The two end panels are made of aluminum sheet, which is easy enough to drill.

At the bottom, we see a power connector jack and a simple push-button switch, along with the tightly twisted wires that carry the 12Vac to the PCB. Note how the wires hug the bottom corner, the preferred place to prevent hum. Two input RCA jacks send the signal to the 12Vac ACF, while two lengths of microphone cable relay the signal out of the ACF, each terminated with an RCA plug.

Why not use an additional pair of RCA jacks? Two reasons" I hate RCA jacks and I wanted to apply two fancy techniques to the cables. The front panel only holds a single LED indicator light. (I used a 47k resistor in series with the LED to create softly dim light.)

I don't want to leave out the wallwart power supply transformer, so here it is.

Okay, the big question is how does sound? Well, I am the last person you should ask. Why? Would you ask a mother if her baby was beautiful? In addition, I broke my first rule: NEVER make more than one change at a time—otherwise, you will have ZERO idea what change was actually responsible for the change in sound. My project held two changes: the new 12Vac ACF and the fancy-design interconnects. Well, having made that disclaimer, I thought it sound fabulous, but then I would. (It turns out, however, that I am capable of sonic self-deception for only about five to ten minutes. Thus, if after an hour of listening I am still happy, I will remain happy.) Nonetheless, I am going to try this setup at a friend's place and see and hear what he thinks.

(A quick update, I brought it over and heard it in his system. I heard the same tube magic I had heard on my system. Definitely an improvement in sonic stage width and tone. The unit has found a new home. I will build another one, but with a few changes, such as an input selector switch and stepped attenuator. a unity-gain line-stage in other words.)

The new 12Vac ACF Rev 2 is available at the GlassWare webstore now. You can get just the PCB or PCB with the parts kit. The wallwart power supply transformer I used is available at Happy listening.



Even More Diamonds
Well, it seems that, in fact, diamonds are forever. Amazingly enough, I have yet to exhaust my backlog of recent diamond circuits. In post 559, I showed how we could create a diamond topology out three transistors and two triodes in parallel. The triodes used were 6DJ8/6922/E88CC types.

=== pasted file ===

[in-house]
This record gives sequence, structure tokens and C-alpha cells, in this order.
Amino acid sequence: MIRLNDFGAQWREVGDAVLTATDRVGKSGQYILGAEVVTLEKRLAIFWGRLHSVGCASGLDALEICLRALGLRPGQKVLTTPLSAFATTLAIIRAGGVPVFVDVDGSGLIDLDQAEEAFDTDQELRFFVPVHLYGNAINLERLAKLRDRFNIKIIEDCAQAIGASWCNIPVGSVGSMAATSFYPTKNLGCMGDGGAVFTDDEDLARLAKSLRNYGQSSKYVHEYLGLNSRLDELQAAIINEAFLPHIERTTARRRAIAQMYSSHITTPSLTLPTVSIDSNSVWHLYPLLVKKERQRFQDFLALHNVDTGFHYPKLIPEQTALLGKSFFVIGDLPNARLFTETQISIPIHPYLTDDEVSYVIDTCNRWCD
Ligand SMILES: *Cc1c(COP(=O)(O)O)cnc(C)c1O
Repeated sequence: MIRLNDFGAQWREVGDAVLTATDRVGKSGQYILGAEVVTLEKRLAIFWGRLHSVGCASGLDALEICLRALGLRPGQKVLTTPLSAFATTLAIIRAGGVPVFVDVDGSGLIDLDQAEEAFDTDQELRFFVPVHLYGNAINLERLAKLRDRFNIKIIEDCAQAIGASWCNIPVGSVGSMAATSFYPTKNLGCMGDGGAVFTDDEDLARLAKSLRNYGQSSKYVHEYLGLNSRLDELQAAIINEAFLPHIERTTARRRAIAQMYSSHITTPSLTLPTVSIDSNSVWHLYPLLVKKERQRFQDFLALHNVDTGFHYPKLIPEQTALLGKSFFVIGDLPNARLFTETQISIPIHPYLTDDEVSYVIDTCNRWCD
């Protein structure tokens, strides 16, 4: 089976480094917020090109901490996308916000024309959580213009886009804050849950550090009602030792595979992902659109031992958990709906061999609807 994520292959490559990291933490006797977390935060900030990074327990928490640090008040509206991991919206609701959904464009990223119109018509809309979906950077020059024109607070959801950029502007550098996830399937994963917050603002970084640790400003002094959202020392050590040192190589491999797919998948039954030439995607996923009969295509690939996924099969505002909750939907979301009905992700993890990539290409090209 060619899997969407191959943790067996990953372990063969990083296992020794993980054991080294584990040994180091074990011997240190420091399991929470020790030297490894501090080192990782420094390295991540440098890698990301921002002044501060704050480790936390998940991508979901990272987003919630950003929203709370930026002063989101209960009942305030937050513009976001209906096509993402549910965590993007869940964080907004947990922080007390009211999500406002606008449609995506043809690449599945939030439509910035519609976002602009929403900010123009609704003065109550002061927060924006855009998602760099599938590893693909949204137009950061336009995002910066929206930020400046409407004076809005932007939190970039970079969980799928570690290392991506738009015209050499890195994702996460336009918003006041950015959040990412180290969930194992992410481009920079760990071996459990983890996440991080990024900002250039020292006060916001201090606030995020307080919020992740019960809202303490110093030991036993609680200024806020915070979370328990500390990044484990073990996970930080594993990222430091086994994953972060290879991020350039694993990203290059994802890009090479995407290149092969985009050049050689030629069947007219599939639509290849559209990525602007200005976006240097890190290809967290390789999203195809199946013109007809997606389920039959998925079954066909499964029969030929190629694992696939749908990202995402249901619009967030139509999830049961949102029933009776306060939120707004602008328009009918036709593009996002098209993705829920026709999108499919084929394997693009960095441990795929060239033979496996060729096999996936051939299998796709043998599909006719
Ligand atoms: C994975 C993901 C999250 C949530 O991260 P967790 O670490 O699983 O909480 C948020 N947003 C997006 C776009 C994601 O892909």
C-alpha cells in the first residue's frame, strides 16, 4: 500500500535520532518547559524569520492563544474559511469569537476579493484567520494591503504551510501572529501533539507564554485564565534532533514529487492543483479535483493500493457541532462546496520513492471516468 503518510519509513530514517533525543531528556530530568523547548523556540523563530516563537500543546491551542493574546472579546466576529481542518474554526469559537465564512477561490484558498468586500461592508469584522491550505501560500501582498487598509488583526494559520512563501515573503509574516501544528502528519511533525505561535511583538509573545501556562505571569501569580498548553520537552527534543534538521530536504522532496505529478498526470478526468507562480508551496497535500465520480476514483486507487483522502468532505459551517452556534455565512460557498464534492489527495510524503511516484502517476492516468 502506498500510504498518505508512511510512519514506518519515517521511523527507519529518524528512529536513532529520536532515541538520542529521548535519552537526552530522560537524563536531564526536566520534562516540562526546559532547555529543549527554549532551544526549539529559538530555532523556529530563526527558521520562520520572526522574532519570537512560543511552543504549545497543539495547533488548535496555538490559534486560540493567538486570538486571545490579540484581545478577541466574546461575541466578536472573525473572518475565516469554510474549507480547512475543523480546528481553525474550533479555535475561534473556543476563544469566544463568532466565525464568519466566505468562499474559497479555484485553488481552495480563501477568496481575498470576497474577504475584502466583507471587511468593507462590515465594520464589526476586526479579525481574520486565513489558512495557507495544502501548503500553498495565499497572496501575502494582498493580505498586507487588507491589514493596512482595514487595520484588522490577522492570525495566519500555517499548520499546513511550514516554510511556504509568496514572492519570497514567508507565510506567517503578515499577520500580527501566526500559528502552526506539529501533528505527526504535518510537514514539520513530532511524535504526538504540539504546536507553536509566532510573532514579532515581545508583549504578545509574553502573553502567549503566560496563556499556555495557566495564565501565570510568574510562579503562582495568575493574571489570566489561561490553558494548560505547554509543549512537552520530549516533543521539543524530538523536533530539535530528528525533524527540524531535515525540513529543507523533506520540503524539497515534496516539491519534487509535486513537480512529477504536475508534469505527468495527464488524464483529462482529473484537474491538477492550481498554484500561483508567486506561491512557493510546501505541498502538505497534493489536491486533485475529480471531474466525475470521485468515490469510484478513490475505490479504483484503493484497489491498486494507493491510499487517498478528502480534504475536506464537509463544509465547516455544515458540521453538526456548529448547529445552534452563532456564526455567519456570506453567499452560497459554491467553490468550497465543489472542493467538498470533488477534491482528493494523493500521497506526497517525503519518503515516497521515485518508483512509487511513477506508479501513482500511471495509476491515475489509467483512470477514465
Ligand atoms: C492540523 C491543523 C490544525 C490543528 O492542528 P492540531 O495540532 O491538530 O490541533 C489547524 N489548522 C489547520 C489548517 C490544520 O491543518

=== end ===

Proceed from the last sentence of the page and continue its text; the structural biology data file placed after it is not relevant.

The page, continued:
The 56-ohm emitter resistor ensures equal current swings from transistor Q3 and the two triodes. Note that no B+ voltage was specified and many of the parts values are missing. Let's change that, but first let's look at a simple hybrid compound circuit, as we will use the circuit to create signal gain and to drive the hybrid diamond.

The triode drives the transistor; the transistor sets the triode's idle current. Unlike a tube, a transistor has a sharply defined base-to-emitter turn-on voltage, usually about 0.4V to 0.7V. We makes use of this turn-on voltage as a free voltage reference of sorts, as the PNP transistor will strive to see a fixed base voltage relative to its emitter by adjusting its collector current to force the triode below it to conduct the requisite current to create the desired voltage drop across the plate resistor. If the triode sees a positive-going input signal, the triode's current conduction must increase, which will increase the voltage drop across the plate resistor, which in turn will further increase the transistor's current conduction, causing the triode's cathode voltage to raise to the level that mains the previous idle current. This negative feedback in a nutshell.

Since the collector resistor, Rc, is in series with the cathode resistor, a varying current flow through this resistor will cause a varying voltage drop, which is where we gain. The larger in value that resistor Rc is, the more gain we get. Okay, here is the example circuit.